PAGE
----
In the north-east of Scotland, even the warmest of summer days can start with a chill dawn, so as the sky blushed pink in the east, I welcomed the sun?s warming rays, while around me woodland which only moments before had been in the shadows was flooded with a spectrum of crimson and orange light.
Perched in a high seat, with stalking rifle to hand, I had been shivering since long before dawn. My position at the junction of two broad forestry rides was the perfect place to ambush a roebuck on its way to feed on the lush young barley growing on adjacent farmland.
My every nerve strained to detect any sound or movement among the conifers. A flash of sapphire wing bars caught my eye as a jay hopped out on to the ride before me. Beautiful, cunning and the scourge of nesting songbirds, the bright-eyed corvid called raucously as it searched through decaying branches on the woodland floor for an early morning meal.
As the sun heaved itself above the skyline of ragged pines, light flooded through the trees like a rising tide. Scents of warming earth and pine resin filled the air, and in the distance a farm collie, keen to be about the business of the day, barked repeatedly.
To my left, a scuttering sound drew my attention, and turning slowly, I was delighted to see a red squirrel scamper up the trunk of a Scots pine. It was no more than 10ft from my man-made eyrie of wood and nails, and chattered as though annoyed by my trespassing on its territory.
Displaying perfect arboreal gymnastics, the creature sprang from branch to branch, finally coming to a rest upside down, its tiny claws allowing it to hang suspended while it regarded me with a bewildered eye. So absorbed was I by this woodland sideshow that my concentration had wandered almost entirely. It was with considerable surprise that I noticed that the high seat in which I was sitting had begun to shudder.
Earth tremors, though rare, are not unknown in the Highlands, so I must admit that seismic activity crossed my mind as a possible cause for the structure?s trembling.
The reason for the seat?s shaking was no less surprising, however, for as I glanced towards the ground, I was met by a sight bound to make any roe stalker?s pulse race. There, aggressively rubbing its neck and shoulders against one of the high seat?s four rectangular legs, was a roebuck of medal quality ? and this was taking place no more than 8ft below me.
So completely distracted had I been by the antics of the squirrel, that the sixpointer had approached through the trees behind me undetected. When he reached the high seat, he had presumably considered it a perfect scratching post.
This bizarre situation left me with a unique problem. The buck was so close, and the morning so still, that I dared not move a muscle for fear of detection. I simply continued to stare at one of the finest bucks I had ever seen, unable to even move my rifle, let alone take a shot.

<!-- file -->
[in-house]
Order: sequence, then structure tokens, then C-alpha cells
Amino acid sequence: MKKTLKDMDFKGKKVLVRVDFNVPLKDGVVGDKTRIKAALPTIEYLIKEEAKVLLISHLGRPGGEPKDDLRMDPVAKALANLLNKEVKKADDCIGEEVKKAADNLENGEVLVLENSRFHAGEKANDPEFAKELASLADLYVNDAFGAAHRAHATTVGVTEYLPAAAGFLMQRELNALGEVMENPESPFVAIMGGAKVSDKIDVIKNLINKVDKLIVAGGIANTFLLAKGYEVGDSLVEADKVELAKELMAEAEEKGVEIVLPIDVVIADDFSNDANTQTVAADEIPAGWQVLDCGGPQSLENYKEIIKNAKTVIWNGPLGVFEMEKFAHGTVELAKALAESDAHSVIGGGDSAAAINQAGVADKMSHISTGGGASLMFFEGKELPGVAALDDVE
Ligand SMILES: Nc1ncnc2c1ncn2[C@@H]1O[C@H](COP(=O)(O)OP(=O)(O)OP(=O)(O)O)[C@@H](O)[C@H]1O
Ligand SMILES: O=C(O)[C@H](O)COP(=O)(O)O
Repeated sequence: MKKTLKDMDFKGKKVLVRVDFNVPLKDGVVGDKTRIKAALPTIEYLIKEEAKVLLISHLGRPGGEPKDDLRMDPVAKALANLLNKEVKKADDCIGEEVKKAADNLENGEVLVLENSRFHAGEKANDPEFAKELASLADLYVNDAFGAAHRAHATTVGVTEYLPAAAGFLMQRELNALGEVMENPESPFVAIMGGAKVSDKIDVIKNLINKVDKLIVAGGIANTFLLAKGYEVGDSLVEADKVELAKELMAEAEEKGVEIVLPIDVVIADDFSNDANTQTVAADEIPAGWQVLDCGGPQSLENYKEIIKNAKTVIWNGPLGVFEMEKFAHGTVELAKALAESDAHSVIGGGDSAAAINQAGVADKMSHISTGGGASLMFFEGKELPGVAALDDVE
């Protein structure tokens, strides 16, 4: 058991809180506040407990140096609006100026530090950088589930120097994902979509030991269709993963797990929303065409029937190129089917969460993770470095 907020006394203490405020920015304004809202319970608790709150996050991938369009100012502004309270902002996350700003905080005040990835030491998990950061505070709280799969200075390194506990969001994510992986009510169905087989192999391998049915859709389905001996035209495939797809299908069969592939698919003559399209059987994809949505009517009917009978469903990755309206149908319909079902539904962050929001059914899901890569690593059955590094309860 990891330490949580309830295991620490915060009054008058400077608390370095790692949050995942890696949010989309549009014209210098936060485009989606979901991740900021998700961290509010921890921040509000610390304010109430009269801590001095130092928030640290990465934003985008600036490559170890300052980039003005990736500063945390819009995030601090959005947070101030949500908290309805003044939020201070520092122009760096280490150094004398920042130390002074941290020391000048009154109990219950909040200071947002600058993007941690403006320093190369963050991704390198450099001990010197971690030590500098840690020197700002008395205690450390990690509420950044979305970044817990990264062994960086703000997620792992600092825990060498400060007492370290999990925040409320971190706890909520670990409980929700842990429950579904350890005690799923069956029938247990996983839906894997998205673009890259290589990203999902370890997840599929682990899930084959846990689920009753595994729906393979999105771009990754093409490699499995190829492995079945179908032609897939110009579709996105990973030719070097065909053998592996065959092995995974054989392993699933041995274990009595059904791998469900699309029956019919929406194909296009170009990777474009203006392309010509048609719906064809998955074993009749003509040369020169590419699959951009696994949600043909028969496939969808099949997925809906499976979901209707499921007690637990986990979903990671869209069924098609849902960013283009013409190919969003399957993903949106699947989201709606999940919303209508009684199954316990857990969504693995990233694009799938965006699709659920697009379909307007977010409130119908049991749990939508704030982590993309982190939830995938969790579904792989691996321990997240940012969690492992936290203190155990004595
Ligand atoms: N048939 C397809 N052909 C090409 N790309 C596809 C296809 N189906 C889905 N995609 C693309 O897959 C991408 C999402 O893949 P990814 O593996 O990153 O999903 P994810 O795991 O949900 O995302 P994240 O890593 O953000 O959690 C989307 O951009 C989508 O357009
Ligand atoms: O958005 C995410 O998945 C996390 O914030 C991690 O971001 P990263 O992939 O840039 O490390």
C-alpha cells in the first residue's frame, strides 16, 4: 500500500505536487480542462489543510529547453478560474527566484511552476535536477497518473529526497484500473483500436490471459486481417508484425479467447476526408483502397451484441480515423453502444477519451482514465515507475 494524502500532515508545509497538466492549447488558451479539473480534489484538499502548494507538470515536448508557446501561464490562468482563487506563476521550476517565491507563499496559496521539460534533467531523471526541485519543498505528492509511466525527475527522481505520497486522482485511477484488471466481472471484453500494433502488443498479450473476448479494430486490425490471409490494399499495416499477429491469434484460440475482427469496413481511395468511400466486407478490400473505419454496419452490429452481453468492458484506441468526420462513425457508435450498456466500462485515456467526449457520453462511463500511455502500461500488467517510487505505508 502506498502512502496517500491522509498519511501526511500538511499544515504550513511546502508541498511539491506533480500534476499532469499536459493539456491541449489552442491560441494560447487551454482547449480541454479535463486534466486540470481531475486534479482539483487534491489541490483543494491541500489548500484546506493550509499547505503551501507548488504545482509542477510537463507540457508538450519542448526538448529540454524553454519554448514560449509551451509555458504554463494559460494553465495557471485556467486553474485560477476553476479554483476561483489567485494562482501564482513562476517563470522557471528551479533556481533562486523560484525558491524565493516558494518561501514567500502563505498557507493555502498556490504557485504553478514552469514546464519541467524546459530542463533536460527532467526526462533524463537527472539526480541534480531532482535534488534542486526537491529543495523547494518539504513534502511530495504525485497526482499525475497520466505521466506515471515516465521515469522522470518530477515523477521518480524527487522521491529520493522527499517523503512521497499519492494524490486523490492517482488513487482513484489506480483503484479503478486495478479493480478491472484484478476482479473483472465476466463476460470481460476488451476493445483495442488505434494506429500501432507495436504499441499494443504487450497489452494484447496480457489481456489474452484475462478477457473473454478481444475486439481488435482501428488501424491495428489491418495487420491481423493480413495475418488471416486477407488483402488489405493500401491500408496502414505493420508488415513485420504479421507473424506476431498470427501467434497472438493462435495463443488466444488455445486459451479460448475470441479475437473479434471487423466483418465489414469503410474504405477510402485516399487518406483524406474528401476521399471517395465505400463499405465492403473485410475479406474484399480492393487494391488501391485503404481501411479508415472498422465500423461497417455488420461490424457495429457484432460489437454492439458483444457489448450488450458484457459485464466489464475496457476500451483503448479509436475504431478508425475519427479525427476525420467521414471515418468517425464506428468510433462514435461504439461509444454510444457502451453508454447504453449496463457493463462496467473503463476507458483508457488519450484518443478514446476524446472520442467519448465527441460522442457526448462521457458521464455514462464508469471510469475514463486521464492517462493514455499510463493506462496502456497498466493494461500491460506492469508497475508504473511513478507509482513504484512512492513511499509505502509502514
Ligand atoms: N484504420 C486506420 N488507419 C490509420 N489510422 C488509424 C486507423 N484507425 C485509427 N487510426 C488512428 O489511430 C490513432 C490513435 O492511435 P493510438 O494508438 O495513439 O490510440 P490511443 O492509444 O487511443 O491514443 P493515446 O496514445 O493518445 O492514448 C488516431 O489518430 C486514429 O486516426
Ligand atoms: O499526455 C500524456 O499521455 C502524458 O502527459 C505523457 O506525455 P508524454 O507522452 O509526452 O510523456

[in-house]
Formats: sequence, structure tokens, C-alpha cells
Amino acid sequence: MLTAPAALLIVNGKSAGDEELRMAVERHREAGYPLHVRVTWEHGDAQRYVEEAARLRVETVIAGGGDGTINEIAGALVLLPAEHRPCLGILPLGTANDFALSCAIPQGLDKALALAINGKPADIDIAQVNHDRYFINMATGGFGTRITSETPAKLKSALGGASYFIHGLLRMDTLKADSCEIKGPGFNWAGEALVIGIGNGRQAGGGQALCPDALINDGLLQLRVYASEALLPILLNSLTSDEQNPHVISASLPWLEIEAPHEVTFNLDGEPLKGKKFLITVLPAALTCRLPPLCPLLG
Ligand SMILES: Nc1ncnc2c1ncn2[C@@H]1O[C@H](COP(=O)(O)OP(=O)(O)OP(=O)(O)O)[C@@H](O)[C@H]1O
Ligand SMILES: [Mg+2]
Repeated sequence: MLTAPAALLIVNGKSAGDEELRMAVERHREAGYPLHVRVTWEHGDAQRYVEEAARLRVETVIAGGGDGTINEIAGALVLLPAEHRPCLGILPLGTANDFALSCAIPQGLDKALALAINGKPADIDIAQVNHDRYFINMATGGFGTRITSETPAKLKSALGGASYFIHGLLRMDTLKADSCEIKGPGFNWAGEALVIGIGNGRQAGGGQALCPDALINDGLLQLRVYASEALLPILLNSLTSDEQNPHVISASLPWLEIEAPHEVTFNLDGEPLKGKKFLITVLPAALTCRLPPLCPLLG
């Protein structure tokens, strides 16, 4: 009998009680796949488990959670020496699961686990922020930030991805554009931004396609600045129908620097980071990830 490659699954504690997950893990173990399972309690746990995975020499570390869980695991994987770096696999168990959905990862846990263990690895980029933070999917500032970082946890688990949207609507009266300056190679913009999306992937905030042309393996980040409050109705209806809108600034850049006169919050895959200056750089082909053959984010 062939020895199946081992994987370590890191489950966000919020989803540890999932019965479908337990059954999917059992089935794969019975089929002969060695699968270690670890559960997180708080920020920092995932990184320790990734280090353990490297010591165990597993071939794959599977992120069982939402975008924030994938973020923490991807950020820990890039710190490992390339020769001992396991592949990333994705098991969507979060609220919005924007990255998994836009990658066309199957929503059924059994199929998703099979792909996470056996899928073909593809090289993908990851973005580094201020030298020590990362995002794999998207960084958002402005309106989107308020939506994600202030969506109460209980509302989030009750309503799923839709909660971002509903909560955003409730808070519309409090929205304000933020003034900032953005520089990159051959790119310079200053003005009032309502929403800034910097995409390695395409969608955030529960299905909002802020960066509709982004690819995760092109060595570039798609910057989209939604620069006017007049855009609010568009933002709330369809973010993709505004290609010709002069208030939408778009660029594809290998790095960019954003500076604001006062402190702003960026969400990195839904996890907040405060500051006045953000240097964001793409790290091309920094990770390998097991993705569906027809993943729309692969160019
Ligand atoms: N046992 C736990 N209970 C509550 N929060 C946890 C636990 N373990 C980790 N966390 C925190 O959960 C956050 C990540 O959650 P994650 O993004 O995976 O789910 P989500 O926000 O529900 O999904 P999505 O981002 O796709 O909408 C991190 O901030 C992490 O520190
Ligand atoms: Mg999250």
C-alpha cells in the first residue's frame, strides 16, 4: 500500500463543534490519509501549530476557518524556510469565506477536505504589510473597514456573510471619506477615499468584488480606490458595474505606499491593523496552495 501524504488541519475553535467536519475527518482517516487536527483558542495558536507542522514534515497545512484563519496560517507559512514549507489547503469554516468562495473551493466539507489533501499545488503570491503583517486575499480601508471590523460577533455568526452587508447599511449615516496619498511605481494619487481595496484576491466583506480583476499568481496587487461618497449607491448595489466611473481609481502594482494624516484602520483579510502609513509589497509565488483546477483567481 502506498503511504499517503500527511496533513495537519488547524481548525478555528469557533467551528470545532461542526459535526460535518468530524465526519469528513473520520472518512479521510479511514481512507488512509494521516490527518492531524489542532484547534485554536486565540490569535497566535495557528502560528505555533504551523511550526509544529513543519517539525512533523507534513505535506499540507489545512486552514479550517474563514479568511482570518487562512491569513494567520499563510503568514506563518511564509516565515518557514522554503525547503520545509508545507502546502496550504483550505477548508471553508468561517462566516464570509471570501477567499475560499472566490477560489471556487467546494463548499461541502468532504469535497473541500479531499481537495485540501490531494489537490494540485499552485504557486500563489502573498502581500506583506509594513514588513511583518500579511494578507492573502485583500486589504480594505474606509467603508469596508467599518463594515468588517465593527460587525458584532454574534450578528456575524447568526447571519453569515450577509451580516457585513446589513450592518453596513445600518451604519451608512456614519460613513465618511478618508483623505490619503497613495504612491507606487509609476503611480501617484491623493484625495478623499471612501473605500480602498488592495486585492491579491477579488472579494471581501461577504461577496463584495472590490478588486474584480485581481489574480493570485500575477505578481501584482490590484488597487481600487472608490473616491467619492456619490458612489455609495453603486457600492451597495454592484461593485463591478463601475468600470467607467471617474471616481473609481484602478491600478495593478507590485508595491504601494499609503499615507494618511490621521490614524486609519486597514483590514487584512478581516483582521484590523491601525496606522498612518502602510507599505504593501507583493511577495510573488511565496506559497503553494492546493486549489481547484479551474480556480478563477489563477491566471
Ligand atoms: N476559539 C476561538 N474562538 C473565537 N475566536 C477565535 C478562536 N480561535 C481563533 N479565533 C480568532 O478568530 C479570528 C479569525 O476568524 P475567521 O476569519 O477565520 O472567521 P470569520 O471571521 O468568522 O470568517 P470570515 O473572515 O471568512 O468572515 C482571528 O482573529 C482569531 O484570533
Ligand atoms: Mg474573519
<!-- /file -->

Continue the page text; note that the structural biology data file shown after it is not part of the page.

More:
A shuddering seat
The high seat continued to shudder as I watched the buck rub first his neck and then his right shoulder, producing a sound like someone scrubbing their fingernails as it did so. At this point, my heartbeat seemed so loud that I felt sure the roe would hear it, as my pulse, quickened by adrenalin, pounded in my ears. I tried not even to blink.
Slowly and steadily, the buck rubbed along his right side, scratching his ribs, and then finally his rump, before stepping out from under my perch and quietly making his way on to the forestry ride. Every few steps he would stop and look around, checking for danger, little realising the peril in which he had placed himself. Still I remained transfixed as the jay that had visited me earlier called loudly from the trees. At this sound, the magnificent six-point buck became startled, and bolted down the ride some 50 or 60 yards.
Never have I been so grateful to a jay, for, unwittingly, the bird had given me the very chance I needed to take the shot. I raised the Ruger No.1 from my lap, and gripping the carbine?s short fore-end with my left hand, slid the rifle up and on to the high seat?s padded front rail. Tucking the butt-plate firmly into my shoulder, I nestled the rifle?s stock snugly into my cheek, and settled the cross-hairs on the base of the roebuck?s thick-set neck.
I eased the safety catch forward. Once more the jay called from the trees and, distracted, the buck turned broadside towards the sound.
The buck drops here
The medal buck fell as if poleaxed; his spinal cord perfectly severed by the 130-gr .270 bullet. As the sound of the shot roared away, the jay, frightened from its treetop perch, floated away overhead, towards more open, safer farmland.
Replacing the safety catch, I descended to ground level and quietly approached the fallen roe. Its back was against the bowl of a spruce, a trickle of crimson running from a single bullet hole at the base of his neck.
Looking back towards the high seat, I could see clearly the deer hairs caught on the rough fibres of one rectangular leg ? a tangible reminder, perhaps, that no matter how distracting the wonders of nature, it never pays to let your concentration wander.